In the latest entry on his "Outposts" blog at nytimes.com, former New York Times reporter Timothy Egan tells a potentially interesting tale about the Irish of Butte, Mont. Apparently "the city had a higher percentage of Irish than any other in America -- including Boston."
But Egan, the Times's former Pacific Northwest correspondent, also uses "Outposts" as a convenient tree-stand from which to target prominent conservatives, and he used a ten-year old conversation to slam unnamed Fox News hosts (Bill O'Reilly, Sean Hannity?) and revere JFK. (In February Egan called Rush Limbaugh "talk radio's leading gasbag.")
It is only when the Irish forget about the underdog, as the keeper of the graves said, that they stray. In the 1930s, there was Father Charles Coughlin, a virulent anti-Semite who had a radio audience larger than that of Rush Limbaugh's today. He used his microphone for hate. In the 1950s, another man with a link to Ireland, Senator Joseph McCarthy, twined ignorance and fear to make a mockery of congressional inquiry. Today, there are television bullies with Irish surnames on Fox, backing more tax cuts for hedge fund managers, and doing everything they can to keep the poorest of Americans from getting health care.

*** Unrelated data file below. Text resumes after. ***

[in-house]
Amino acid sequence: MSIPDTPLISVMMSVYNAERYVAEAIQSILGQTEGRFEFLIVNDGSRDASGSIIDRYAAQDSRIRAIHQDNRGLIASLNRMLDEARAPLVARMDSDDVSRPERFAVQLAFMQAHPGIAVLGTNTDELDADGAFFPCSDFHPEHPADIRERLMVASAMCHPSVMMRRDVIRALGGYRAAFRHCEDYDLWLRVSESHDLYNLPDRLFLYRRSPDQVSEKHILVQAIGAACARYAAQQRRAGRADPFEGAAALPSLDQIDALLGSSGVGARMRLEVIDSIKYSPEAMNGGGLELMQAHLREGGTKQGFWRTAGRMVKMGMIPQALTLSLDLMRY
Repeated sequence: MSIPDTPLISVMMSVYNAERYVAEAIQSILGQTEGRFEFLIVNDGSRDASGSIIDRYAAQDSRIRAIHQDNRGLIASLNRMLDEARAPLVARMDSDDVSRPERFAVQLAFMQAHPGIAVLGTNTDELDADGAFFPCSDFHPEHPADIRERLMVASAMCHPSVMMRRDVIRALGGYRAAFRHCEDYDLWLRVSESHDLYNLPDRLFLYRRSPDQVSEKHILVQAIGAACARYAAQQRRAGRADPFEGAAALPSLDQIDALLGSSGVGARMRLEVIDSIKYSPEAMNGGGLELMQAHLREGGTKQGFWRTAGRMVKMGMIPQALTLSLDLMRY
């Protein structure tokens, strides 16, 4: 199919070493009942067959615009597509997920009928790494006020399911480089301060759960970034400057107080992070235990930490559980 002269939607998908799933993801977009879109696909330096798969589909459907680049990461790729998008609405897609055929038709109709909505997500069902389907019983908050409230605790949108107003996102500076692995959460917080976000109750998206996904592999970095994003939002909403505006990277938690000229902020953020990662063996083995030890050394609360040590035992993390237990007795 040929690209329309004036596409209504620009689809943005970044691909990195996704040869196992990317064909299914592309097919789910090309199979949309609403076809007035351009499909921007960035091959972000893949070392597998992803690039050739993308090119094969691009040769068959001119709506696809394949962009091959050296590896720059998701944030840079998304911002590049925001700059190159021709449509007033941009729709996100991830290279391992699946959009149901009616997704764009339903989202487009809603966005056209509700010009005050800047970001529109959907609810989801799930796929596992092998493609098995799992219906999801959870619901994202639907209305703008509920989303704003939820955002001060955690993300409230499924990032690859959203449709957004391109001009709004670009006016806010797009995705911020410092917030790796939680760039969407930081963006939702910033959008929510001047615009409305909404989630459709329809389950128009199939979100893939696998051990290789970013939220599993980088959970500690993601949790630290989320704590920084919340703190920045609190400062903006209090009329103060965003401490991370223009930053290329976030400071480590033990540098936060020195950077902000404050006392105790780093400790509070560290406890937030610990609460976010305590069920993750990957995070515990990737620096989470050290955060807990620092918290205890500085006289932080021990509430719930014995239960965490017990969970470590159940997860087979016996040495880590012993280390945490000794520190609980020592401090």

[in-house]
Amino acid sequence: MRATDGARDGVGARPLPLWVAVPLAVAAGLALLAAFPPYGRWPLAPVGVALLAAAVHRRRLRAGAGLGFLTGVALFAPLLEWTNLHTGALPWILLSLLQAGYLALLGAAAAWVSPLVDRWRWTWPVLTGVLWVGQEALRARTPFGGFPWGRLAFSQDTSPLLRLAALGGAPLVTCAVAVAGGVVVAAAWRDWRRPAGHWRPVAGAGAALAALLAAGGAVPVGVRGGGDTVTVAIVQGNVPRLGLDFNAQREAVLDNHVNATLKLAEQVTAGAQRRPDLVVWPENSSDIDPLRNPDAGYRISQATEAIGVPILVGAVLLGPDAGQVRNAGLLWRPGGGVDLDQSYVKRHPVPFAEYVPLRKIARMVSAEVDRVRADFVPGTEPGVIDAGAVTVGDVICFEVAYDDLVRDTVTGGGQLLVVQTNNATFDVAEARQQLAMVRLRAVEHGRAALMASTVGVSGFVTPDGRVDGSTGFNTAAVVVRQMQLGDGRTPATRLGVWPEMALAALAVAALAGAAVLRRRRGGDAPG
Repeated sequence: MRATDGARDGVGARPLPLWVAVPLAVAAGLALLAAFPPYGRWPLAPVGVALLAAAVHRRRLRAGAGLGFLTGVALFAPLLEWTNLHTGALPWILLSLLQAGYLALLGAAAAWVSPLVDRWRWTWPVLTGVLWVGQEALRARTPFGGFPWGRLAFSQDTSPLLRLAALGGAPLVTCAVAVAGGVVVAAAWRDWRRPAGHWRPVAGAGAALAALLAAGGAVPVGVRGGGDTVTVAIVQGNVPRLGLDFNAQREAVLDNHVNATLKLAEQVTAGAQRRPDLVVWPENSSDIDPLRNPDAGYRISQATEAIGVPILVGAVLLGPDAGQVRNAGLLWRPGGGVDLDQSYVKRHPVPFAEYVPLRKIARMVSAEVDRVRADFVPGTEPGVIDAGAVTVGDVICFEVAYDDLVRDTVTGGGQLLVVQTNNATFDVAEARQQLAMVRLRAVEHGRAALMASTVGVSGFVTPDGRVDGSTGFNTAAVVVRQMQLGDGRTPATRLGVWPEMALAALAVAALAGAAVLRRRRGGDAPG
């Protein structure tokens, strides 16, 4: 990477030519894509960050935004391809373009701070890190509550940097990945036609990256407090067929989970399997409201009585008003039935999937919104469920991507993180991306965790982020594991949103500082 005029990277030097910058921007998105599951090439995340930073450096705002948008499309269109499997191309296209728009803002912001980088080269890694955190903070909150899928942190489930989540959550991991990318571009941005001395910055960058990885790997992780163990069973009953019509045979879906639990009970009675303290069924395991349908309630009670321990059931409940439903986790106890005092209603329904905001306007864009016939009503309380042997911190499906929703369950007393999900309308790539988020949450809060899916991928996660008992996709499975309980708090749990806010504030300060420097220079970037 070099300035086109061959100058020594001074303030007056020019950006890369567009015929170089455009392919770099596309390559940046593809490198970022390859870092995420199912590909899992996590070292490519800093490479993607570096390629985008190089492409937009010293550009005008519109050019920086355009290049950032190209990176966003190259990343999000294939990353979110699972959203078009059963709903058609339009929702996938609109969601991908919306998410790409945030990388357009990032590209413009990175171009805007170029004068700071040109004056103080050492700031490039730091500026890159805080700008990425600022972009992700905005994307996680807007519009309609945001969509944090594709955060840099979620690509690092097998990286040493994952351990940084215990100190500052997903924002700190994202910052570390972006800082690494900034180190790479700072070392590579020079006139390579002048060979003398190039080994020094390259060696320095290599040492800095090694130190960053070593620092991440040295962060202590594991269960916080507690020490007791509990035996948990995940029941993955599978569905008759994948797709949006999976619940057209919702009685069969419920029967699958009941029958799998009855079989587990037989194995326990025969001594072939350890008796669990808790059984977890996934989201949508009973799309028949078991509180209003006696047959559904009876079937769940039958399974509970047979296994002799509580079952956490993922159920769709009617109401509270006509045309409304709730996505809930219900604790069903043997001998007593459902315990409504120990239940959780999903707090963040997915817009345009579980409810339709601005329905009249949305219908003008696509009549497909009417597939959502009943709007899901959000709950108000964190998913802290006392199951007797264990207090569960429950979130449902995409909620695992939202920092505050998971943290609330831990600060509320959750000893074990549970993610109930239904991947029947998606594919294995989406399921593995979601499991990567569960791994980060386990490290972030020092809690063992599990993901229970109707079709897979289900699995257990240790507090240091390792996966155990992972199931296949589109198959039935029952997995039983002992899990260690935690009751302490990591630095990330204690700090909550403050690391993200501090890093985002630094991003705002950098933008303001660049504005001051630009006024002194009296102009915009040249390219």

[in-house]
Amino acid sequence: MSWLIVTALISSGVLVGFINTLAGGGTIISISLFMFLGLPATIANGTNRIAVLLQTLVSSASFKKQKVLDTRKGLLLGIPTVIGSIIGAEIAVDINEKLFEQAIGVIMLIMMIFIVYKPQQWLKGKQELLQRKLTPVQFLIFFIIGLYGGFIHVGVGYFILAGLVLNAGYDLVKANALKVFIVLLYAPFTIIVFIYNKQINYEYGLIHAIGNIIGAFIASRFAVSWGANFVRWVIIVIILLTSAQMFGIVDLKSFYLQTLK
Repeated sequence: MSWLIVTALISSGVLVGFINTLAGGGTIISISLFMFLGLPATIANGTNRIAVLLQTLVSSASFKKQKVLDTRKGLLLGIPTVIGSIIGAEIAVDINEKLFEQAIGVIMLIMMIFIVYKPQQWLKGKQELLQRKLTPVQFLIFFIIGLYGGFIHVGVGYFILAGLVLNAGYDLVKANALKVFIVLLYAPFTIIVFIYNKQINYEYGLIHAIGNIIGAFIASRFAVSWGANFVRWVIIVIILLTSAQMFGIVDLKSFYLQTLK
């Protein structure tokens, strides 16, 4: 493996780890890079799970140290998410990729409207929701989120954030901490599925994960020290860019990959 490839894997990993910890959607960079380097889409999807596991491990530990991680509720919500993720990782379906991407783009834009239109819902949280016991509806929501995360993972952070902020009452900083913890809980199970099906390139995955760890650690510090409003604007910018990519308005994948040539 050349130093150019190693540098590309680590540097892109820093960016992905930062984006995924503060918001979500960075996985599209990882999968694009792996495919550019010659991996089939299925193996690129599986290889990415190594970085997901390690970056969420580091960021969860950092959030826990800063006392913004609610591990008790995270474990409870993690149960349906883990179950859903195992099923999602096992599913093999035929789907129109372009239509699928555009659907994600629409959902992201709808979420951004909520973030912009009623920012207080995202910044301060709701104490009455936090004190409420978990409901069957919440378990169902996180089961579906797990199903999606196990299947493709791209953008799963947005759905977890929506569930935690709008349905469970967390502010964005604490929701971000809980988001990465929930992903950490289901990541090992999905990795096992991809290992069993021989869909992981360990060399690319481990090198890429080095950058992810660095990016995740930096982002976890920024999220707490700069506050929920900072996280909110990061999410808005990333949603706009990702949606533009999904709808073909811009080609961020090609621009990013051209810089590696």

I'd rather think of Grace Kelly, or George M. Cohan, or Bill Murray, or Bing Crosby (briefly, a college roommate of my grandfather's at Gonzaga in Spokane). Or John F. Kennedy, despite his many demons. Like many Irish-Americans of my age, I grew up in classrooms with just two pictures on the wall: the Pope, and President Kennedy.